It has its perks
For some people, the middle seat isn’t a curse to avoid, but a perk to covet.
Ralphiee Esperas, a 30-year-old Phoenix resident who works in marketing, says his love affair with middle seats started a couple of years ago on a flight from Phoenix to Iowa, when he found himself in the middle seat on an evening flight. After striking up a conversation with the woman on his right, whom he recalls as being in her 60s, he offered to buy her a drink.
“I felt good about the situation, so I said, ‘I’m gonna get a drink; the first round’s on me,’” he says. Then, the woman on his left, whom Esperas says was in her early 20s, joined in after sharing that it was her birthday.
“We talked, the drinks were flowing, and we kept buying each other rounds,” he says. The conversation covered “just life,” Esperas says, including what they did for a living and the reason for their trip.
If, unlike Esperas, you’re someone who usually dreads the middle seat, here are five reasons you might want to consider giving it a chance:
1. More networking opportunities
Carolyn Clancy, an executive vice president at Fidelity, found a new job because she sat in a middle seat back in 1999.
After striking up a conversation with the person seated next to her, she ended up exchanging business cards and interviewing for a job at Fidelity, where she remains to this day.
2. New friends
As Esperas’ experience shows, a middle seat offers a prime opportunity for unexpected connections.
“I want to hear other people’s stories. It’s the best education about life, instead of just reading it on the internet. I get a lot of energy from that,” he says. He acknowledges, though, that he is the definition of an extrovert, and that introverts might have a different perspective on long conversations with seatmates.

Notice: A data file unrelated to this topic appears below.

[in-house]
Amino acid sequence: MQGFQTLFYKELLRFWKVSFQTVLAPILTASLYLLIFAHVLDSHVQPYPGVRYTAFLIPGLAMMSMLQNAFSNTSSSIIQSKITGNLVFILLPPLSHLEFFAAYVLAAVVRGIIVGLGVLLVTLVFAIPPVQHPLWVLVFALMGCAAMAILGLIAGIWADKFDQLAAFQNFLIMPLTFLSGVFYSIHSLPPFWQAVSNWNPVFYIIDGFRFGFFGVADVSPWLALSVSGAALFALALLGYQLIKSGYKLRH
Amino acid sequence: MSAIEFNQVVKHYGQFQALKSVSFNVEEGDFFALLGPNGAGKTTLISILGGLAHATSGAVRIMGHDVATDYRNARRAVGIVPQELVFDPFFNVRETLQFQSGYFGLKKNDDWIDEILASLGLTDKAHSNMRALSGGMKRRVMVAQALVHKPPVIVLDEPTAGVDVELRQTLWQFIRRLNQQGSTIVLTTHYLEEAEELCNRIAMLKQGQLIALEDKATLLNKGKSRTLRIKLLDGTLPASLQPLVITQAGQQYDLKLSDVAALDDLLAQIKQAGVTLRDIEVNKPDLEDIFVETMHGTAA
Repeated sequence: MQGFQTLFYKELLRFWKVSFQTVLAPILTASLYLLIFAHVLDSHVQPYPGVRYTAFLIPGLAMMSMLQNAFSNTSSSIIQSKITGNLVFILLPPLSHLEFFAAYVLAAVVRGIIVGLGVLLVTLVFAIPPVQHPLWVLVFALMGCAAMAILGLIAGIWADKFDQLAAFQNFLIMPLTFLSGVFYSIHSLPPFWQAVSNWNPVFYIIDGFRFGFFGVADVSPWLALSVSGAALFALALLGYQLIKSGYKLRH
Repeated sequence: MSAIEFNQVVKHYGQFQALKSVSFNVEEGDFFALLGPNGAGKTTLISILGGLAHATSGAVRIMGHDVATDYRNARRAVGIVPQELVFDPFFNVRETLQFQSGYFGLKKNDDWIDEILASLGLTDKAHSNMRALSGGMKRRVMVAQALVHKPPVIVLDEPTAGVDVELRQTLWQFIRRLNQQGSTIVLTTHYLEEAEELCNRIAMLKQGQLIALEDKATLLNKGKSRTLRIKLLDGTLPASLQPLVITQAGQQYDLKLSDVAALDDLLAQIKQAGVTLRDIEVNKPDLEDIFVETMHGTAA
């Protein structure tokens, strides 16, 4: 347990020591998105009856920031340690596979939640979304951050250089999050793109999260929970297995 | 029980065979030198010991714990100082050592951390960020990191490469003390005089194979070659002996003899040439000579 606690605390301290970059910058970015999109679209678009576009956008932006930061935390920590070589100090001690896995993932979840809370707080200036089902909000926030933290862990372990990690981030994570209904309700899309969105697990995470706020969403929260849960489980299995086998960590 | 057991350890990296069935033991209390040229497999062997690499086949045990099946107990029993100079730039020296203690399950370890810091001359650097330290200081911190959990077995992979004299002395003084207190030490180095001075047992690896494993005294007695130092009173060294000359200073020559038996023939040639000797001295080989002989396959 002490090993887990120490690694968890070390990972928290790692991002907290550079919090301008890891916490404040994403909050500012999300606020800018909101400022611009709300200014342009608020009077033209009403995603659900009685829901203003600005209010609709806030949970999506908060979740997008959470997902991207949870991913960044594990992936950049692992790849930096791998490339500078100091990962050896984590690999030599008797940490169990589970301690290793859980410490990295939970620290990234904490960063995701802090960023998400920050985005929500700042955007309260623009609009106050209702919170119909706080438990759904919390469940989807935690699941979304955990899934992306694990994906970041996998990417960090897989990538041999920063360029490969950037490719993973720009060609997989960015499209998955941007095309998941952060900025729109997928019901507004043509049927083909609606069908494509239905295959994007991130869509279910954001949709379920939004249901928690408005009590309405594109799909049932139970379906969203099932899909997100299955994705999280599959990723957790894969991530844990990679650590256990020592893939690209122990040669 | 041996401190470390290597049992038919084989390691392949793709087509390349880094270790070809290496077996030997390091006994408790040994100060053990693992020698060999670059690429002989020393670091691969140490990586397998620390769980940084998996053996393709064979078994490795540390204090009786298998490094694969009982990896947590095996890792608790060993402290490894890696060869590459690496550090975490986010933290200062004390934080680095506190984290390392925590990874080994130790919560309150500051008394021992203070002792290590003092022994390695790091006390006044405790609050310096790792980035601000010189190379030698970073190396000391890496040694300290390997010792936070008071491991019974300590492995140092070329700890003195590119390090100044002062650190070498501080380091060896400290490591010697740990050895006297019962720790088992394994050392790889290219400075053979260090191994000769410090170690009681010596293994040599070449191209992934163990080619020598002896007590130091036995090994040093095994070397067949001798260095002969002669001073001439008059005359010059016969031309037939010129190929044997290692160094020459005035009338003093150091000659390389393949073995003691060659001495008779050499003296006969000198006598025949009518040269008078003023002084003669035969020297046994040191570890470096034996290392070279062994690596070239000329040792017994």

Race car driver Kenny Wallace, who has a large social media following, says he often opts for the middle seat as a way of paying it forward. “I choose the middle seat sometimes to help people under stress,” he says.
For example, he will volunteer to trade his aisle or window seat with someone separated from their family so they can sit together.
Occasionally, his generosity has led to more tangible benefits, such as one time last summer when he received free beer in exchange for moving to a middle seat in a different aisle so two sisters could sit together.
3. A faster exit
If you don’t have assigned seating and can take your pick, often middle seats are the last to fill up — which means if you want to sit near the front of the plane, your best chance of finding an available seat is often choosing a middle one.
If you know you’ll be rushing to make a connection or just eager to get off the plane, sitting closer to the front could be considered a major plus.
4. Both armrests (in theory)
According to widely acknowledged traveler etiquette, the person occupying the middle seat deserves access to both armrests. However, not everyone respects this custom.
“It seems I usually end up sharing with the person sitting next to me that I don’t know. I actually just educated a teenager sitting next to me on my last flight about the armrest rules,” says Christina Saull, a travel blogger based in Washington, D.C., who writes at the aptly named website My View from the Middle Seat.
5. A possible row to yourself
If you are traveling solo and you suspect that your flight won’t be a full one — for example, if it’s scheduled at an unpopular time such as early in the morning — then the economists who blog at the website Cheap Talk calculate that you increase your chances of getting a row to yourself by selecting the middle seat.
Here’s how they reach that conclusion: If you select the middle seat on a relatively empty flight, then the next person to select a seat will choose a different row, because they prefer not to sit directly next to someone. If the flight fills up, you might get seatmates, of course. But otherwise, you could wind up enjoying the row to yourself.
And as travel blogger Catherine Smith notes, “I love the middle seat…when the aisle and the window are also empty.”